David Norlund went home with nine separate medications when he left the hospital after treatment for pulmonary disease last month.

With so much to keep track of, it’s no wonder that roughly one in five older patients winds up back in the hospital within a month of being discharged — a number that is costly for the health care system and hard on the patients.

But the next day, a nurse came to Norlund’s house in Fridley to explain when and how to take his meds — even organizing them in a pillbox.

The house visit was part of a pioneering effort by a coalition of Minnesota health groups to prepare patients to recover at home and avoid a return trip to the hospital. The campaign, which prevented an estimated 6,211 readmissions between January 2011 and 2013, just won a major patient safety award from the National Quality Forum and the Joint Commission on Hospital Accreditation.

‘Meet the needs of the patients’

The key was simple changes in the way doctors and nurses talk to patients, according to Lawrence Massa, president and CEO of the Minnesota Hospital Association, one of the partners in the project. “In the old days, we just assumed patients understood what we told them and we checked it off the list,” he said. “… Now we’re trying to modify our whole communication to meet the needs of the patients.”

Reducing readmissions is not just good for the patient, it’s good for the hospital as well. The Affordable Care Act of 2010 included financial penalties for hospitals that have excessive Medicare readmissions for heart attack, heart failure or pneumonia. Two-thirds of the nation’s hospitals, including many in Minnesota, were fined under that provision last year. While that rule focuses on those three health conditions, the Minnesota campaign — called Reducing Avoidable Readmissions Effectively — has worked to decrease readmissions for all patients.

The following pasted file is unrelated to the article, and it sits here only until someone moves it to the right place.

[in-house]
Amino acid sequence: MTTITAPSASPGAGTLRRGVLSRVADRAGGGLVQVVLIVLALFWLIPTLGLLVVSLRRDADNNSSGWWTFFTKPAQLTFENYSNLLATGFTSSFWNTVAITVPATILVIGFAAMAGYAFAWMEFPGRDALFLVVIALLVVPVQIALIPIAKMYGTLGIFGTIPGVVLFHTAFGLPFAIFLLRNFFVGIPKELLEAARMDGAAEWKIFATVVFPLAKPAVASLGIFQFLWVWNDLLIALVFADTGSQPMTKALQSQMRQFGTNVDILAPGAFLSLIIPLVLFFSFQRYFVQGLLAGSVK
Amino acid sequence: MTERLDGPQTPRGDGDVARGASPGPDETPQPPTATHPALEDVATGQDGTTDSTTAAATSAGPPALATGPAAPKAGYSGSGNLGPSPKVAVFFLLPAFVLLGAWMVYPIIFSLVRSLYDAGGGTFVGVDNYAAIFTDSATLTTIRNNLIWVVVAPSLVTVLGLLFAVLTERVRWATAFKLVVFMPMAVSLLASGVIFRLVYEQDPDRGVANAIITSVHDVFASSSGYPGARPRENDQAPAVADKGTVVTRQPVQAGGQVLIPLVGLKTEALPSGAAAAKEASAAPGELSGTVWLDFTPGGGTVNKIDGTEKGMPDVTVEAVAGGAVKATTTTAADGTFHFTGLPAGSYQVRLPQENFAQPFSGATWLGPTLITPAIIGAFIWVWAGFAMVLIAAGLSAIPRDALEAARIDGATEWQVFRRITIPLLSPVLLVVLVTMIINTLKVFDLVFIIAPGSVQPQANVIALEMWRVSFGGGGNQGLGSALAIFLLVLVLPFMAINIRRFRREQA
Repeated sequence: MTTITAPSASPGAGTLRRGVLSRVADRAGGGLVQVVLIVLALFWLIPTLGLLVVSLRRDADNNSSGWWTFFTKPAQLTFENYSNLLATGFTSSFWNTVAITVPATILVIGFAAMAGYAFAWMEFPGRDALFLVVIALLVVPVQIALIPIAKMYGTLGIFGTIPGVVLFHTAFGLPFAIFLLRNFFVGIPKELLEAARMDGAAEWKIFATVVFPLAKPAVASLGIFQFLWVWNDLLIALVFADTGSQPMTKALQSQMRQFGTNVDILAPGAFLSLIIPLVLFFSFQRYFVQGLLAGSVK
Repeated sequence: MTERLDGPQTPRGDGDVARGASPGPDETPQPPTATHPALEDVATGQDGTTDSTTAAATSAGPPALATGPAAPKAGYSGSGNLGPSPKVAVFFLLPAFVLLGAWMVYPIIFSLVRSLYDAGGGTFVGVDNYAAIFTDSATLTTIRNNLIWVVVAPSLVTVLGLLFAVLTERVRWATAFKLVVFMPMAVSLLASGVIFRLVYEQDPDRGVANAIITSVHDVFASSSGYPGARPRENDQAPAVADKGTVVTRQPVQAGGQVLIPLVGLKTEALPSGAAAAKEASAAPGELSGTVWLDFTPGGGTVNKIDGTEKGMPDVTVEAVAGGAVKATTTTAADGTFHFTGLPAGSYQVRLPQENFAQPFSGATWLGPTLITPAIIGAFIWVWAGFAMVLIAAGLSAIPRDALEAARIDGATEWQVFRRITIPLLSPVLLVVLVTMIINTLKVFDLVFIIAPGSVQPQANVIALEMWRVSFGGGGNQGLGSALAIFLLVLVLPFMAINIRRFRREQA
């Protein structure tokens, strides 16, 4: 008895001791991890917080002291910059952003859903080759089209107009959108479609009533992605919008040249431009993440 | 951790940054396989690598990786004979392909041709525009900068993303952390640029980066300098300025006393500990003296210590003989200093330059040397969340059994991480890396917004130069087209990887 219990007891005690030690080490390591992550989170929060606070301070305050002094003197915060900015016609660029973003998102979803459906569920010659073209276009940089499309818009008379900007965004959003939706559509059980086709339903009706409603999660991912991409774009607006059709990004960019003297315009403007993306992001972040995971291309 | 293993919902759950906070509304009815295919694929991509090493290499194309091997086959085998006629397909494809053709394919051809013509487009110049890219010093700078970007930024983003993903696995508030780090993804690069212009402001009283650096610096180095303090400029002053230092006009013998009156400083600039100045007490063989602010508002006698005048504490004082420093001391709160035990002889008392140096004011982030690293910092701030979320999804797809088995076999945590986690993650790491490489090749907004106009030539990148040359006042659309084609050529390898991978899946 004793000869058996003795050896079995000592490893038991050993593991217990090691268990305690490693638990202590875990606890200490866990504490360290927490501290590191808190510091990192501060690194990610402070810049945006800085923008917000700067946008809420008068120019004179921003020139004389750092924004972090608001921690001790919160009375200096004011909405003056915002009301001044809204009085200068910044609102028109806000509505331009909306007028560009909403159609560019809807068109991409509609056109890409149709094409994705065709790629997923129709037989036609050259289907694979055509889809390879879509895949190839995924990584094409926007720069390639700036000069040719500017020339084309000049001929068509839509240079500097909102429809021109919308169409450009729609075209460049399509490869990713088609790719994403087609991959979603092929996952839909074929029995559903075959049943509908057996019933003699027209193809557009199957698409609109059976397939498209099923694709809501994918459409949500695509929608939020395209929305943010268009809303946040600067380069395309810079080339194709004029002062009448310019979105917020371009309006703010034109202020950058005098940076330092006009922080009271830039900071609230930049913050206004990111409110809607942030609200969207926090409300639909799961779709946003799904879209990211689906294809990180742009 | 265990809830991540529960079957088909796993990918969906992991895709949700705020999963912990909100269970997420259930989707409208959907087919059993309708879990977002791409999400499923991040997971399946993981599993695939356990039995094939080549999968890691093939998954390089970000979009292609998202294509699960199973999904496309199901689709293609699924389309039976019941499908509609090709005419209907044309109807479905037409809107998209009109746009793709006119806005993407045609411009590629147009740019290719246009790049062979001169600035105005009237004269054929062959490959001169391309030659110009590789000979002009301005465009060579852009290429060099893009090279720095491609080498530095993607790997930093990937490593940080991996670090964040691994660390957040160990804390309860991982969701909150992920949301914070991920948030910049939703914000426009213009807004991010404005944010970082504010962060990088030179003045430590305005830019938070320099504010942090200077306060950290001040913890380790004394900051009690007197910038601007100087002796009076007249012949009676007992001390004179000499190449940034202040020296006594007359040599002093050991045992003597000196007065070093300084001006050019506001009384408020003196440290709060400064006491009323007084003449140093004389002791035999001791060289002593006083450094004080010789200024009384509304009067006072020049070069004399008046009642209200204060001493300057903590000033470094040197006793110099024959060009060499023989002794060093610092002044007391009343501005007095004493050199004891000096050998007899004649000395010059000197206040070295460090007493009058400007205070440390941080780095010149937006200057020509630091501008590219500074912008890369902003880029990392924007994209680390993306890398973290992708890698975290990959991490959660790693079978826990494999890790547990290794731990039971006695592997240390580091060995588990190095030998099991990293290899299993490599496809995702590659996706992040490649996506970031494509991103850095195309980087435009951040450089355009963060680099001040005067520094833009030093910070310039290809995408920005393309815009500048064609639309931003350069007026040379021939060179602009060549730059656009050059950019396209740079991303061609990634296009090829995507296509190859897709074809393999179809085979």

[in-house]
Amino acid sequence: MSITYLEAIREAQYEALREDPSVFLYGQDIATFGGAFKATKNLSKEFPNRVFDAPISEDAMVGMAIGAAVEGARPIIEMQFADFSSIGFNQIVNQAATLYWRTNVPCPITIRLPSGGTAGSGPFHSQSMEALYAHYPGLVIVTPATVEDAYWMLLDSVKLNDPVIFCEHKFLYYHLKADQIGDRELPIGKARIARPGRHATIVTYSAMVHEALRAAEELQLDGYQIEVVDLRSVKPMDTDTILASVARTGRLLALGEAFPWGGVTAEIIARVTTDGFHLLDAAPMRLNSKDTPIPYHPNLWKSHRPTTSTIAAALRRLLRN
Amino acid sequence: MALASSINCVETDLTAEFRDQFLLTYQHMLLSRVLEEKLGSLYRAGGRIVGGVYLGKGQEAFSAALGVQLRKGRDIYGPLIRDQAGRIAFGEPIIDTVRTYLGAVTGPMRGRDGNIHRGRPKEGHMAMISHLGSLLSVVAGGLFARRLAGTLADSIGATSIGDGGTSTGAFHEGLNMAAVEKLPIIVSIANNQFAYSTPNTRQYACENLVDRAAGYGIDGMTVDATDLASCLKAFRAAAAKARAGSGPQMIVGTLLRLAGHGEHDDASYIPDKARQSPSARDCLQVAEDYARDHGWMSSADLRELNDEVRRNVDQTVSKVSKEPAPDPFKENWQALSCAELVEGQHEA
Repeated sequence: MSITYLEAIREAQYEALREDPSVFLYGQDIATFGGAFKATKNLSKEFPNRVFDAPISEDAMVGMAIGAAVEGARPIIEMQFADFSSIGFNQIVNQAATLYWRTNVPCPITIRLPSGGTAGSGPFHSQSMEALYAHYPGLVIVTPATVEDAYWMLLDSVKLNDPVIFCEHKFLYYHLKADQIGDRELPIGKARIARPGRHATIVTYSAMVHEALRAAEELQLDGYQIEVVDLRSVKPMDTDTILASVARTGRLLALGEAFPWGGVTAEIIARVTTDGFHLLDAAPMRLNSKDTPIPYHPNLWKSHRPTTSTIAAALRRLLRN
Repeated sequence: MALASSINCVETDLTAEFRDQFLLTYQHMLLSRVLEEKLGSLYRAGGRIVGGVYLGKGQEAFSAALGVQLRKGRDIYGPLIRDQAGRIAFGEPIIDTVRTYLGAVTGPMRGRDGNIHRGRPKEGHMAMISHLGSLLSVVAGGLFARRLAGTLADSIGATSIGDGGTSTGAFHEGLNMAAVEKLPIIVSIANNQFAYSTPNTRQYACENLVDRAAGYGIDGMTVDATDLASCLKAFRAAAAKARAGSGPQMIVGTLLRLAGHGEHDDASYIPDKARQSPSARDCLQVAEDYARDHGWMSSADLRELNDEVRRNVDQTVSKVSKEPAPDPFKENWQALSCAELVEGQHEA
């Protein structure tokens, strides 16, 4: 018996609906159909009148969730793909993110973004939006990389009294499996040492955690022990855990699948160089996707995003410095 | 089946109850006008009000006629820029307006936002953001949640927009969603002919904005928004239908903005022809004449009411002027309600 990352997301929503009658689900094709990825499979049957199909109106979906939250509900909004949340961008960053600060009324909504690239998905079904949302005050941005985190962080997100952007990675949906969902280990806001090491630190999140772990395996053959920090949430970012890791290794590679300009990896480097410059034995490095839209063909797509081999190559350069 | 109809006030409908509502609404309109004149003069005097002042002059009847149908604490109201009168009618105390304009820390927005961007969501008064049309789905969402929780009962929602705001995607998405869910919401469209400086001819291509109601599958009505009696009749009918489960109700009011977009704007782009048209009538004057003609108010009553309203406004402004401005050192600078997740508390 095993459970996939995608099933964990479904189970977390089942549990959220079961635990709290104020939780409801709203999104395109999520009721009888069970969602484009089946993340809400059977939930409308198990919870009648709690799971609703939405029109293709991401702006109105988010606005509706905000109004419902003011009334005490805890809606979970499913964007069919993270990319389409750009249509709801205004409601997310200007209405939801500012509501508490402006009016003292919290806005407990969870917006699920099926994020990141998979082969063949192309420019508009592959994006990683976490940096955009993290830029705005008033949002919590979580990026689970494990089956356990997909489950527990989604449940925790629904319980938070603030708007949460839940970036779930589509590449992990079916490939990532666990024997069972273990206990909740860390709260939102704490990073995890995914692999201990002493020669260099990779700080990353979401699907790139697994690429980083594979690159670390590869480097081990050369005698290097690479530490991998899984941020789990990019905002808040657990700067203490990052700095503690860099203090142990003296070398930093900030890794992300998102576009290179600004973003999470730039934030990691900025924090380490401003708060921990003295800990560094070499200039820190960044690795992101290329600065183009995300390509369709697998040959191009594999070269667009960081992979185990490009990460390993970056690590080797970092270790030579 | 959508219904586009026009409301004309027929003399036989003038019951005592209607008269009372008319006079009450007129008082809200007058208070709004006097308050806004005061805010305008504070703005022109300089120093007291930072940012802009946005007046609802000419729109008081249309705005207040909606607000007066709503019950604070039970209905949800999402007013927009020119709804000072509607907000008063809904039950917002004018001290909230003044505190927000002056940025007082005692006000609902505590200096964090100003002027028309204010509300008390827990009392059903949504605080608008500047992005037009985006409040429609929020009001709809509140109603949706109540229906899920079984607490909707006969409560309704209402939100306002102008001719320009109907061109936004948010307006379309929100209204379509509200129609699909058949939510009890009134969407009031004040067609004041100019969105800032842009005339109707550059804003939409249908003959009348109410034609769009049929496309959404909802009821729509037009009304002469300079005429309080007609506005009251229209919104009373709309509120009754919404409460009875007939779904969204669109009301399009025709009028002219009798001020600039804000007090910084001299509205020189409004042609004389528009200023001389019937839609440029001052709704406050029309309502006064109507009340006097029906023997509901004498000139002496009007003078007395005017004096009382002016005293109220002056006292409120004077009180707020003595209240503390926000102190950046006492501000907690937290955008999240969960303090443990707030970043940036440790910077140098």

‘Gulf between the silos’

One key is promoting communication among all the professionals caring for a patient — so the pharmacist and nursing aide, for example, know exactly why the surgeon prescribed a certain drug. “Health care has been kind of siloed, and where the patient gets into trouble is in the gulf between the silos,” said Kathy Cummings, project manager at the Institute for Clinical Systems Improvement in Bloomington, another of the partners.

Other simple strategies include making follow-up appointments before the patient leaves the hospital and asking the patient to repeat back any instructions the doctor gives them.

Allina Health, which has 11 hospitals in the campaign, revamped its discharge instructions to reduce medical jargon and ensure that patients could get clear information once they got home, said Karen Tomes, an Allina vice president.

But campaign partners will have to keep working together to see continued results. Cummings said, “We have needed a partnership between all of the key players.”

Rebecca Harrington is a University of Minnesota student reporter on assignment for the Star Tribune.